We all have this image of the US map in our heads, it’s symbolism being on par with the flag itself. Michigan, Maine, Florida, and the gulf of Mexico define its eastern borders and a long convex coast its western, with a sock puppet way up in the northwestern corner, i.e. the state of Washington. A flat line on top that separates us and the Canucks and southern Texas hanging there like an udder.
As I see it there were X grand events that have made this continental landmass that stretches from sea to shining sea a single unified nation that we recognise so well. The first was the colonisation of its eastern seaboard by the English beginning in 1607. The second was massive European immigration, but only after English culture was firmly rooted. Third was the relative weakness of the native population and their subsequent elimination, displacement, or absorption by the Europeans. Fourth was the import of Africans as slaves. Fifth was the casting off of the English monarchy and its replacement by a republic. Sixth was the coming to New England of the Industrial Revolution. Seventh was the decisive and traumatic victory of the North over the South between 1861 and 1877. Lastly there were the victories of the Allied powers over the Central and Axis Powers in WWI and WWII respectively.
Russia is similar in that it is geographically enormous and spans an entire continent. Its history is similar to ours in that its great expansion eastward occurred more or less over the same centuries as our expansion westward. Like us, they encountered, conquered, and absorbed native peoples. Like us, they stopped when they got to the Pacific. Well, they settled Alaska for a bit but decided to sell it to us cheap before we could just take it.
Unlike us though the Russians are indigenous to the vast petri dish that is their western heartland. Culturally they are a mix of Eastern Europe and Asia, and like the rest of the world, they had to reconcile themselves to the West and eventually the Industrial Revolution that it brought. Both reconciliations were agonising, ultimately resulting in the apocalypse of the 20th century i.e. WW1, the communist revolution, the civil war, communist economic reforms, the purges, WWII, the Cold War and finally the collapse of the Soviet Union and its aftermath, all of which has brought us today’s Russia.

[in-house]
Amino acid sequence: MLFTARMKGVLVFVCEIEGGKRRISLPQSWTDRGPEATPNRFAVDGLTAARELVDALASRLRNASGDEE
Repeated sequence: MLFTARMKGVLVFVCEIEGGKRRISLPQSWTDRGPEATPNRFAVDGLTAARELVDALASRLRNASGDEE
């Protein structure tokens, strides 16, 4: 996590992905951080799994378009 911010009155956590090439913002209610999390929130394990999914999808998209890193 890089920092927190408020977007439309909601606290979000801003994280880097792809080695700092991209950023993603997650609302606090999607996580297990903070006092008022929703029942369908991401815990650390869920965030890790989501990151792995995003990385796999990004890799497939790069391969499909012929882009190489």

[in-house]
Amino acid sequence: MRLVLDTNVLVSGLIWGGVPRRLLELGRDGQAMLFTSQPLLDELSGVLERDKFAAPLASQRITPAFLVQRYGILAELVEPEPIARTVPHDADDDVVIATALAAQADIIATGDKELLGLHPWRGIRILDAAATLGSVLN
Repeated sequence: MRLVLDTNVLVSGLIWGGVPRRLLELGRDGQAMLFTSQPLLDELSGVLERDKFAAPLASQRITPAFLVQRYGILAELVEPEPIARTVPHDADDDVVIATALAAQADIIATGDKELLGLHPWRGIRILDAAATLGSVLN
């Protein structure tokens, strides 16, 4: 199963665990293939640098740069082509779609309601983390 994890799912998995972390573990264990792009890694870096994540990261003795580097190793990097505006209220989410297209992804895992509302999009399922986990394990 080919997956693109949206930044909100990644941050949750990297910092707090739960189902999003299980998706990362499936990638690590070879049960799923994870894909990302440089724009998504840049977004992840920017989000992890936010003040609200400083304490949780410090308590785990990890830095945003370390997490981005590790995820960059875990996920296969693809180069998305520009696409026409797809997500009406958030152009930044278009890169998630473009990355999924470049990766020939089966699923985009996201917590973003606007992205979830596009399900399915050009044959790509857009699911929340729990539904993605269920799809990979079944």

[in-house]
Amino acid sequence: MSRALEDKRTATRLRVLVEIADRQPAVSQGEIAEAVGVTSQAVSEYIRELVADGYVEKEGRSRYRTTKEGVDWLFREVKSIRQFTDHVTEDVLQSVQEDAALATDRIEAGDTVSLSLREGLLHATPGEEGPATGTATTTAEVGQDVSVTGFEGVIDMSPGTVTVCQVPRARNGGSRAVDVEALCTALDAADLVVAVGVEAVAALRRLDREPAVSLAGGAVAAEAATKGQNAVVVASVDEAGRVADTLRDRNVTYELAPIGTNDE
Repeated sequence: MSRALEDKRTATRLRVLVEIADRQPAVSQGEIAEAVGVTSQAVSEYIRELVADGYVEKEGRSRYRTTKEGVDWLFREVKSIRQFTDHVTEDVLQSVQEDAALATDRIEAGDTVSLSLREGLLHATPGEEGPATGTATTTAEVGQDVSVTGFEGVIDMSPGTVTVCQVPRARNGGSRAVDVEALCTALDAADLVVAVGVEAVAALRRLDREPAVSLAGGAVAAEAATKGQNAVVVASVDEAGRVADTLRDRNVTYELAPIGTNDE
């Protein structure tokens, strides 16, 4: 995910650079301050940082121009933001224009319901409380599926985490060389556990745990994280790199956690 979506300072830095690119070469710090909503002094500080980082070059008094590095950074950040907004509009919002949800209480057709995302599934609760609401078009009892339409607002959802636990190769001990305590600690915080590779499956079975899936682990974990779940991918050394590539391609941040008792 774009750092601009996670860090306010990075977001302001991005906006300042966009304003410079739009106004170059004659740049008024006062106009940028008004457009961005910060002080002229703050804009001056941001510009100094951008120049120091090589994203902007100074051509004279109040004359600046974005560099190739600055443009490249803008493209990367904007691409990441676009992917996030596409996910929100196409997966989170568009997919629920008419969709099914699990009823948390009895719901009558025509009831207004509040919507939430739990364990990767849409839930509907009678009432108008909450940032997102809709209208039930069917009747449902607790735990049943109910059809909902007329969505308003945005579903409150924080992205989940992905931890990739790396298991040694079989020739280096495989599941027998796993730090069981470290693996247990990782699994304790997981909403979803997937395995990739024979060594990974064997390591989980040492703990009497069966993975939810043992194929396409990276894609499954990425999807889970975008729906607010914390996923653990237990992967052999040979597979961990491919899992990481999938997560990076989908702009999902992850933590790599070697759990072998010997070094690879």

Russia is likely to remain united because pre-historic people ages ago filled its vast geographic heartland that offered little by way of physical barriers and thus they eventually became a single people, more or less, and this same geography will forever encourage whoever lives in that space to assimilate to some degree.
But long term will these United States remain unified? Personally I do not think so and I imagine that if the Rocky Mountains could speak they would agree and be seconded by the Mediterranean Sea, the Sahara, and the Himalayas. But more apparent and pressing now than geography is the religious or ideological gap that since the 18th Century and especially since WWII has turned into a chasm. After 2020 it must be apparent to all that there are two Americas that share very little in common. How one form of government can umbrella such radically different worldviews over such a vast landscape for the next 100 years, much less 1,000, is anyone’s guess.
But one thing is certain, time and geography have a way of dissolving even the strongest of links.
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